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A New Kind Of Woman Essay

1536 words - 7 pages

Jane Eyre is a book that demonstrates the power which a woman is capable of possessing. Through the character of Jane, Charlotte Bronte creates a woman so unlike any other woman of the time. She creates a new woman; a woman who succeeds on her own terms regardless of circumstances and independent of her male counterpart. Jane begins as any other ordinary traditional woman from the Victorian era, meek and fragile, but throughout the course of her life she faces many obstacles and life making decisions, which she fearlessly takes on as no other traditional woman would. She manages to take complete control of her life because of the transformation that she makes into a new woman, making her transformation into a new woman essential for her overall success that is achieved through her free will.
The character of Jane begins as a child who even then begins to demonstrate characteristics of a new woman. She is a curious, and most importantly, a self-reliant child that self-educates herself through books. Jane is an orphan who grows up knowing nothing but inequality and hardship. She grows up with her cousins and her aunt, Mrs. Reed, who is forced to take her in due to the wish of her late husband. The entire family treats her as if she were a mere and pitiful human that has no relation to them and constantly make her feel lesser through the oppression that they instill on her. Her cousin, John Reed, treats Jane the worst of all, but Jane states that she is “habitually obedient to John,” (6) showing how for some time she behaves as a traditional woman behaves, for she obeys him despite of the circumstances present that place her on an unjust level. In Mrs. Reed’s eyes Jane is a badly misbehaved child that only causes her problems and heartaches. Mrs. Reed chooses to send Jane off to Lowood School, a school for orphans, where Jane encounters even more injustice. Years pass by and she seeks a job as a governess and manages to obtain a position at a place called Thornfield. The unexpected occurs at Thornfield and Jane gets, yet again, tested with more obstacles that she must endure. After Thornfield all seems tragic, however Jane pushes forth into the unknown, leaving her traditional self even more behind by choosing to follow what she feels and wants over what is said to be right and proper.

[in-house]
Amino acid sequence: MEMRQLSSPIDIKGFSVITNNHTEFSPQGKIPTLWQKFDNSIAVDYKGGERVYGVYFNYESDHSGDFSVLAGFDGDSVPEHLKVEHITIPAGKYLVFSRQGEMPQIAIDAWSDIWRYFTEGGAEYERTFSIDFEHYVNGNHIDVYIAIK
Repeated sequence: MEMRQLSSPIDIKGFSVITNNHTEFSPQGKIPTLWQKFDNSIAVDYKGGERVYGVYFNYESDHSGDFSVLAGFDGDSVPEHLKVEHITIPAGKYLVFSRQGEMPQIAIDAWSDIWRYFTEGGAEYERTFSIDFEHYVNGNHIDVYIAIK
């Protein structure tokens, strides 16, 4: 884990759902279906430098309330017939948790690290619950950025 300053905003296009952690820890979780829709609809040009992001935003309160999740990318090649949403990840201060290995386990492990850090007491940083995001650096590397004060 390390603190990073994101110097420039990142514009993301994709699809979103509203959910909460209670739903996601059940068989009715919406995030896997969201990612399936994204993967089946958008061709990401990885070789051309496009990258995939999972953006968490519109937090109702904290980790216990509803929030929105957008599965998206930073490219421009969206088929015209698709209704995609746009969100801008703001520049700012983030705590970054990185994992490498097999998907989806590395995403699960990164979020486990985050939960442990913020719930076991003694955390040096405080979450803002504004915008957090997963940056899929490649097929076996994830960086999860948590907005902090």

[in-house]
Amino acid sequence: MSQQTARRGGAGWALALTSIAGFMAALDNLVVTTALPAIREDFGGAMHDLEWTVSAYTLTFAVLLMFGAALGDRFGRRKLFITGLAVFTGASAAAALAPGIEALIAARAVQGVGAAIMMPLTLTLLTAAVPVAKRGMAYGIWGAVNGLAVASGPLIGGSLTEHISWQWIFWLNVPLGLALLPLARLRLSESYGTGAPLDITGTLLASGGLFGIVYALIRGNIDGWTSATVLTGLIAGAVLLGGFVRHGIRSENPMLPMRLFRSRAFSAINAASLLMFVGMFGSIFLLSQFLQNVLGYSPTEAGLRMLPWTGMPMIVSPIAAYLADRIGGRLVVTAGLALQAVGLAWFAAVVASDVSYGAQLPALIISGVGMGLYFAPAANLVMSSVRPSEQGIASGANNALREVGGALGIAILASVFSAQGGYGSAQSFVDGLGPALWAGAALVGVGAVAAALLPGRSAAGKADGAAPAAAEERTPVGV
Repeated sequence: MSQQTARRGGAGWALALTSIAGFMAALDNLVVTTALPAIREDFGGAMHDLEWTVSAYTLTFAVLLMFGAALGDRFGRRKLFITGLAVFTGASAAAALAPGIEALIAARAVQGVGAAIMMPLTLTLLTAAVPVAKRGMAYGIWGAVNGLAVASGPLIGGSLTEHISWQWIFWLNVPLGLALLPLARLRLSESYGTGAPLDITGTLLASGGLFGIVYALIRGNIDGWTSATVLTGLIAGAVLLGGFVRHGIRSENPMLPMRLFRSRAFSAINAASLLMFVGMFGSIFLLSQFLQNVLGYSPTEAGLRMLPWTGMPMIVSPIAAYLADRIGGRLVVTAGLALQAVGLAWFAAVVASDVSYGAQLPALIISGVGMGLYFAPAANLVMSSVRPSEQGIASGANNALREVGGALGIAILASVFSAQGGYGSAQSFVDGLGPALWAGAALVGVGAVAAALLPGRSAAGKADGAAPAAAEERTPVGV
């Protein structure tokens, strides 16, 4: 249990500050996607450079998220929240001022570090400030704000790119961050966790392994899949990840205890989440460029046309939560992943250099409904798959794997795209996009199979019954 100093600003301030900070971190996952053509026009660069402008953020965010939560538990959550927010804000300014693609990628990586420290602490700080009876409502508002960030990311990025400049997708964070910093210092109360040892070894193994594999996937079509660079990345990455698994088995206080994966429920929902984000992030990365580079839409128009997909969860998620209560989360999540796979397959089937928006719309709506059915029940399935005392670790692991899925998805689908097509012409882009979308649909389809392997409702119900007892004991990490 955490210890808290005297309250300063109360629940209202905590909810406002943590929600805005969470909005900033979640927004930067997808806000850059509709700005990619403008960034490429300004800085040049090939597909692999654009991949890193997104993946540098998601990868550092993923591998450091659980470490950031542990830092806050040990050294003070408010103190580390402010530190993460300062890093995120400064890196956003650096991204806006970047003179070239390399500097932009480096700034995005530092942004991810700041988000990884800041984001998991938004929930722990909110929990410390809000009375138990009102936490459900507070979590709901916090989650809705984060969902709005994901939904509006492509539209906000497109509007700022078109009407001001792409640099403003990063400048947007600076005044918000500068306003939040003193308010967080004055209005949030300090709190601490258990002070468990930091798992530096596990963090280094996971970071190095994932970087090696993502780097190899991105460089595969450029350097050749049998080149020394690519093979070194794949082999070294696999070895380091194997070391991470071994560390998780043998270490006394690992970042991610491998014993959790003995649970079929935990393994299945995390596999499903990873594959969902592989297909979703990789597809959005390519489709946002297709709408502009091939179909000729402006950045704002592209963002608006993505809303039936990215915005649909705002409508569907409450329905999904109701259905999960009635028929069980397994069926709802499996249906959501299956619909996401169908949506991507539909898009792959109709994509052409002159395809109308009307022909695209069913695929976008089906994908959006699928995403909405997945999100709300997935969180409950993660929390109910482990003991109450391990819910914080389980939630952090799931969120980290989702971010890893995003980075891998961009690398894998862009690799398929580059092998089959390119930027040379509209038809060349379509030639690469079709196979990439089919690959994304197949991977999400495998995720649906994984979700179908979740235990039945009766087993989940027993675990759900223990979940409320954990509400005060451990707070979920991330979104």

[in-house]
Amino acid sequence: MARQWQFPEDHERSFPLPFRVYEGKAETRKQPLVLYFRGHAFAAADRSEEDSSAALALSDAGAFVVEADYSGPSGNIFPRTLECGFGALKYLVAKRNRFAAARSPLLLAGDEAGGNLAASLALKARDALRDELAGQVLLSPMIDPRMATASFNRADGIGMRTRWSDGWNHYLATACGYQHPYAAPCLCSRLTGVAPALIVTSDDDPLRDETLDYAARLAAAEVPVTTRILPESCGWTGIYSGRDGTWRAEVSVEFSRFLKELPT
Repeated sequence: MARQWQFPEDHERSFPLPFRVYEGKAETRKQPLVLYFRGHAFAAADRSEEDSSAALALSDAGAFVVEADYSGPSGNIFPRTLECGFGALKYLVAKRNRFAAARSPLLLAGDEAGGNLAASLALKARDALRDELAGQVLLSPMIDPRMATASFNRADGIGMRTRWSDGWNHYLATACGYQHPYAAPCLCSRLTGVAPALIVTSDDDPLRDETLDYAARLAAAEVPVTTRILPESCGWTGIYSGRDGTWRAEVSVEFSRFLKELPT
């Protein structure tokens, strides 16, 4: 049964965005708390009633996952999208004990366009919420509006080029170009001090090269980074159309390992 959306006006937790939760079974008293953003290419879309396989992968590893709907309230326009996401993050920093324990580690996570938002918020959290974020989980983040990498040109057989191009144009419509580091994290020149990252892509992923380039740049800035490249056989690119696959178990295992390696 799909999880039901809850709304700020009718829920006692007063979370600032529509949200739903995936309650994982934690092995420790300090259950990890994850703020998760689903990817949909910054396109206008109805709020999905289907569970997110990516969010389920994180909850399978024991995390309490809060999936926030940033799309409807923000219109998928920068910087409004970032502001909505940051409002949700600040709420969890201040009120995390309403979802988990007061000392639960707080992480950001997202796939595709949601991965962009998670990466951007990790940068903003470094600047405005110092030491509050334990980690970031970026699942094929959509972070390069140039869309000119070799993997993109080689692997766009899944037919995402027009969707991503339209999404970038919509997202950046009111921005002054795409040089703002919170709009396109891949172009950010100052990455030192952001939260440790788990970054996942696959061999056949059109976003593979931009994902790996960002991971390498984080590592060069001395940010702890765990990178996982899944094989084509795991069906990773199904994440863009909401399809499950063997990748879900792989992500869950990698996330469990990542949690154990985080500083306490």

Jane continually defies the statuses quo by which traditional women in the Victorian era behave and act upon. One of the first instances in which she passes the line between what it is to be a traditional woman and a new woman is as a child when she stands up to Mrs. Reed for the first time. For a long period of time, Jane withstands Mrs. Reed’s absurd insults, but she has it with her when Mrs. Reed declares to the master of Lowood School, Mr. Brocklehurst, that she is a naughty girl and a liar. One of the things that separate Jane from every other woman is the integrity and dignity with which she carries herself. Mrs. Reed taints her integrity and dignity with her...

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